Our work in preparing the sheep has continued and through the last week we have been fleshing out the skins and salting them. In the last day or sowe have even started to put some of the skins into the tanning solution. At our present rate of progress we anticipate continuing with this work for another fortnight or so.  However, earlier last week something captured my attention and made me pay more attention to the poultry.

Emrys, one of our cockerels, a White Sussex, was looking depressed and dejected. It also looked as if he had been fighting and not always winning. I then noticed that I had mis-gendered one of the “girls” that I had added to his harem after the last batch hatched. One of the girls had grown rapidly and was now as big as Emrys. He had started to crow in the morning, and on further inspection was clearly not a girl but another cockerel.  None of our cockerels, at the moment, will tolerate other males around them and they fight viciously. Emrys and the new boy had started and it was only a matter of time until serious damage, or death, would result. We decided therefore that the new boy had to go and planned that he would be our supper that night (and lunch for a few days after as soup).

I find that the safest and fasted way to DSC_2695dispatch poultry is using a killing cone. This is made by using an old traffic cone, pared at the top at bottom and screwed to a large tree. This holds the bird firmly but not unpleasantly and allows you to use the machete, or axe, in a way that there is no chance of missing or just maiming the bird. From arrival at the cone to the completion of the deed takes about 10 seconds, it does not seem unduly disturbing for the bird, and death is instantaneous. This also allows you to leave the bird for a short period after dispatch, with a bucket below, to catch the blood which flows in a controlled fashion.

The next stage is to prepare your bird. I find that plucking the bird is best done as quickly as possible, it is an easier job when the bird is still warm. If you can not do the plucking immediately then it is best to wait for DSC_2696 (2)quite a while. Birds pluck easier when they are either still warm or are completely cold – a half warm bird can be difficult to pluck.  Although there are ways to aid plucking by putting the bird in boiling water for a short spell, or by buying plucking  machines, it is not a difficult job and most people can pluck a DSC_2697chicken within 15 to 20 minutes (The same, unfortunately, can not be said for ducks.)

Pluck by grabbing small amounts of feathers between your index finger and thumb and pull sharply. I find pulling ‘against the grain’  – from bottom to top – works best. Don’t be tempted to take too large clumps as you will risk tearing the skin and will also find you tire more quickly and the job ends up taking the same length of time. After you have plucked the chicken use a cleaver to remove the feet and scissors to remove the remains of the wings.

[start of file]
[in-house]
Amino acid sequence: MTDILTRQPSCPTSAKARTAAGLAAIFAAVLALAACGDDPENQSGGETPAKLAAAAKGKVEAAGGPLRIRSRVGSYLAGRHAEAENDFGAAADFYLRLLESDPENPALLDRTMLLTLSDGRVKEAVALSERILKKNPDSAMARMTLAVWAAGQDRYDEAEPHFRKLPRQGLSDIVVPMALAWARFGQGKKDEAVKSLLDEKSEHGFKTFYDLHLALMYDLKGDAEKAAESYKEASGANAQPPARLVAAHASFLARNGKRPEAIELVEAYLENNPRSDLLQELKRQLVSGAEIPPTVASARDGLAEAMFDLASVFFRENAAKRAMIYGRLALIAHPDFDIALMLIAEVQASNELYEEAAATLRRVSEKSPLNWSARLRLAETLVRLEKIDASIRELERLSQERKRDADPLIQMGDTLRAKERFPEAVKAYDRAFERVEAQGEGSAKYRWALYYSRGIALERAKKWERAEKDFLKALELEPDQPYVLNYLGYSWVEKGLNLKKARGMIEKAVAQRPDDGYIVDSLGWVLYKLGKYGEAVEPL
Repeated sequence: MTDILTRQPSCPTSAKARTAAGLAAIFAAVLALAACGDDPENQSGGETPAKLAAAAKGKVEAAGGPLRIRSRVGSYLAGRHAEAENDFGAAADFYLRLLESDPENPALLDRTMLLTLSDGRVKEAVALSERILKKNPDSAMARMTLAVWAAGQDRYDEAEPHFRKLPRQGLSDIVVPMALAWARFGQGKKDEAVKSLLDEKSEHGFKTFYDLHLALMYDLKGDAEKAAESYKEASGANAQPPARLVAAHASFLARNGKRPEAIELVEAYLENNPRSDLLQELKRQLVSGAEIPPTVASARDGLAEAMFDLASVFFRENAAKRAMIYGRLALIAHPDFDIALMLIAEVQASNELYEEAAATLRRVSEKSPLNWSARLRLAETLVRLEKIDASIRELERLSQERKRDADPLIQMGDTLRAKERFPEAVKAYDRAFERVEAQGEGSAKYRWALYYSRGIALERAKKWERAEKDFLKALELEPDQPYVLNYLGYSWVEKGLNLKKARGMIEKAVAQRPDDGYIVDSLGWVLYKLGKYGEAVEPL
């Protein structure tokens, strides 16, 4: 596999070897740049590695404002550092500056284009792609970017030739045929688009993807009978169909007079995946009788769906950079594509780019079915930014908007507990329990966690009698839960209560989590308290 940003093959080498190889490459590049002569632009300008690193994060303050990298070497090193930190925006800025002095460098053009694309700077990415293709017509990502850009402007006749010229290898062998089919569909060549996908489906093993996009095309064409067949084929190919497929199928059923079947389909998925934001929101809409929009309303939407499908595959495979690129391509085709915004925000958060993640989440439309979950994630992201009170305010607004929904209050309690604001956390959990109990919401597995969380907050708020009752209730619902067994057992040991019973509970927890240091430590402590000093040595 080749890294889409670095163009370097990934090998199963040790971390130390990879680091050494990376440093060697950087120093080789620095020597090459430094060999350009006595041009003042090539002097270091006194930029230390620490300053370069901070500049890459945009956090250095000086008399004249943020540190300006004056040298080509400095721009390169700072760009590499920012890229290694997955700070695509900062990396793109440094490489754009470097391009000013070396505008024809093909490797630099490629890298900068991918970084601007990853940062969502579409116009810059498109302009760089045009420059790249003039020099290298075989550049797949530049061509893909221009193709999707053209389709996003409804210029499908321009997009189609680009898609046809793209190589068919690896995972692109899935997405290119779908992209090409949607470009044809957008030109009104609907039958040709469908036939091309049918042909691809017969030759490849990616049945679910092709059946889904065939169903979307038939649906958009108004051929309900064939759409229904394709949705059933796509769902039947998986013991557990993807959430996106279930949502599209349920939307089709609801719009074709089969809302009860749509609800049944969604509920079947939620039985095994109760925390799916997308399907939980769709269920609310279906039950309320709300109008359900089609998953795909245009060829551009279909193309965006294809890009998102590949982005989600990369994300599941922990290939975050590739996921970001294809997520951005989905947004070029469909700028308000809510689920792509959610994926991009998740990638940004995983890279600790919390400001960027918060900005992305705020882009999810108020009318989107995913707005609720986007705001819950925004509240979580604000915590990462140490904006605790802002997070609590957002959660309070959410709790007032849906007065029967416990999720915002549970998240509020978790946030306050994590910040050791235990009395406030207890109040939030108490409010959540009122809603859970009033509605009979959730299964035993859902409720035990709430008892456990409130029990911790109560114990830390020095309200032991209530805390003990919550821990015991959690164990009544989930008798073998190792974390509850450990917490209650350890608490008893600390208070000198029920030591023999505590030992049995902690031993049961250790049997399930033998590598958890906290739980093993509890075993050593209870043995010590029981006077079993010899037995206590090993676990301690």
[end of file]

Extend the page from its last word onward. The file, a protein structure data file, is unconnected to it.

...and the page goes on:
DSC_2701Remember, as always, don’t waste anything, even the feet are edible. I find that the chicken feet recipes often call for a lot of work, and often spices that I don’t carry all the time (star anise, for example). However, my two assistants are not bothered by all that culinary pfaff and prefer their chicken feet raw. Also the feathers should have been collected as these have their uses while I will describe in a future post. Now onto the next stage.

After plucking we have to dress the bird. DSC_2703This can be a messy and smelly task but it is not a difficult one. Firstly it is important to cut around the bird’s anus. This will allow is to pull the intestines out without them bursting or leaking which is something we obviously want to avoid. Having done this, make a cut from this cut up to the birds breastbone this will allow you to put your hand in DSC_2704 (2)and remove the innards. Having got the intestines out it is important to put your hand back in and up as far as you can manage to pull out the heart and windpipe. Once these are removed you have largely dressed your bird ready for the oven. Remember to wash the heart, gizzards and liver for use later on. These can be used as the giblets for making gravy, or the liver is an excellent base for pate, and the meat from the gizzards, once fried, is excellent in a salad (salade gésiers).

About three quarters of an hour after startingDSC_2706 the task the bird is ready and can be used in any of your favourite recipes. This one, however, was going to be very simply treated and roasted in the range. Before going in, it was laid on top of a bed of onions and  root vegetables  (parsnip & carrot) and seasoned with tarragon and garlic. It was cooked for the usual time and the juices reserved for making gravy and the cooked vegetables were used as a side dish. Once roasted it was ready to eat.